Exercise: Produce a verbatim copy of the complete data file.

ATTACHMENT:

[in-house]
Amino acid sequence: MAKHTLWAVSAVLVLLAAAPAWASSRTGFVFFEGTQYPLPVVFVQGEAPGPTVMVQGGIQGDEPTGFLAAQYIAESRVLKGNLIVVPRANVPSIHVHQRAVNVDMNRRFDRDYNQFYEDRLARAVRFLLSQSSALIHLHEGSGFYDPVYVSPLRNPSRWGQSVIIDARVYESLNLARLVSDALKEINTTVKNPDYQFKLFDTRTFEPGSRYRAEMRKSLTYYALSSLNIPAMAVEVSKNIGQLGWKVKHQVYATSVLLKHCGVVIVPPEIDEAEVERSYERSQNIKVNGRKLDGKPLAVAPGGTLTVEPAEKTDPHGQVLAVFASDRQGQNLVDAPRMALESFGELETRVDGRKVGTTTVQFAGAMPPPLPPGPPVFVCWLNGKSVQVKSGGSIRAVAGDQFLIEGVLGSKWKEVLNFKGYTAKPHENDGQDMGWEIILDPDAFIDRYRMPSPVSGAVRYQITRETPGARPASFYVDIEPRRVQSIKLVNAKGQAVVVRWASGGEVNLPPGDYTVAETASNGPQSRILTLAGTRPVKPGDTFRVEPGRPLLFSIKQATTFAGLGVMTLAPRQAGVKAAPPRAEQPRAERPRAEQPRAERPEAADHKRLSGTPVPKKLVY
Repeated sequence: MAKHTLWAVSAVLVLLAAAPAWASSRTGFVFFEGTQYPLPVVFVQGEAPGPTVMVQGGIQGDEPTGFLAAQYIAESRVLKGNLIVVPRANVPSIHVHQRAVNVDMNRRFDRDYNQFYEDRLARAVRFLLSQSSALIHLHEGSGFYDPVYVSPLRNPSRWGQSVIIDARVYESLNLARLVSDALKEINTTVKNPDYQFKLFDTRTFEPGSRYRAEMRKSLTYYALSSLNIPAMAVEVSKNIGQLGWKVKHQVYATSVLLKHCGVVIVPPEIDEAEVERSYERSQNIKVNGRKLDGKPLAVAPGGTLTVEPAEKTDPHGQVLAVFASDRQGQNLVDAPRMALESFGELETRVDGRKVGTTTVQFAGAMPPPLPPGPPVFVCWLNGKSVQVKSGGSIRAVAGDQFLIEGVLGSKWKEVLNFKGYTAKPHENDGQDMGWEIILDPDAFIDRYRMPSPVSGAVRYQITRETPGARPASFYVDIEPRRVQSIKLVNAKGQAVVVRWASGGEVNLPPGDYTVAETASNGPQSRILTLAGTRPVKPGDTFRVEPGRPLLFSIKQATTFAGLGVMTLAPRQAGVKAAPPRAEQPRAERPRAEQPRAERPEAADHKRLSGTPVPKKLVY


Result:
[in-house]
Amino acid sequence: MAKHTLWAVSAVLVLLAAAPAWASSRTGFVFFEGTQYPLPVVFVQGEAPGPTVMVQGGIQGDEPTGFLAAQYIAESRVLKGNLIVVPRANVPSIHVHQRAVNVDMNRRFDRDYNQFYEDRLARAVRFLLSQSSALIHLHEGSGFYDPVYVSPLRNPSRWGQSVIIDARVYESLNLARLVSDALKEINTTVKNPDYQFKLFDTRTFEPGSRYRAEMRKSLTYYALSSLNIPAMAVEVSKNIGQLGWKVKHQVYATSVLLKHCGVVIVPPEIDEAEVERSYERSQNIKVNGRKLDGKPLAVAPGGTLTVEPAEKTDPHGQVLAVFASDRQGQNLVDAPRMALESFGELETRVDGRKVGTTTVQFAGAMPPPLPPGPPVFVCWLNGKSVQVKSGGSIRAVAGDQFLIEGVLGSKWKEVLNFKGYTAKPHENDGQDMGWEIILDPDAFIDRYRMPSPVSGAVRYQITRETPGARPASFYVDIEPRRVQSIKLVNAKGQAVVVRWASGGEVNLPPGDYTVAETASNGPQSRILTLAGTRPVKPGDTFRVEPGRPLLFSIKQATTFAGLGVMTLAPRQAGVKAAPPRAEQPRAERPRAEQPRAERPEAADHKRLSGTPVPKKLVY
Repeated sequence: MAKHTLWAVSAVLVLLAAAPAWASSRTGFVFFEGTQYPLPVVFVQGEAPGPTVMVQGGIQGDEPTGFLAAQYIAESRVLKGNLIVVPRANVPSIHVHQRAVNVDMNRRFDRDYNQFYEDRLARAVRFLLSQSSALIHLHEGSGFYDPVYVSPLRNPSRWGQSVIIDARVYESLNLARLVSDALKEINTTVKNPDYQFKLFDTRTFEPGSRYRAEMRKSLTYYALSSLNIPAMAVEVSKNIGQLGWKVKHQVYATSVLLKHCGVVIVPPEIDEAEVERSYERSQNIKVNGRKLDGKPLAVAPGGTLTVEPAEKTDPHGQVLAVFASDRQGQNLVDAPRMALESFGELETRVDGRKVGTTTVQFAGAMPPPLPPGPPVFVCWLNGKSVQVKSGGSIRAVAGDQFLIEGVLGSKWKEVLNFKGYTAKPHENDGQDMGWEIILDPDAFIDRYRMPSPVSGAVRYQITRETPGARPASFYVDIEPRRVQSIKLVNAKGQAVVVRWASGGEVNLPPGDYTVAETASNGPQSRILTLAGTRPVKPGDTFRVEPGRPLLFSIKQATTFAGLGVMTLAPRQAGVKAAPPRAEQPRAERPRAEQPRAERPEAADHKRLSGTPVPKKLVY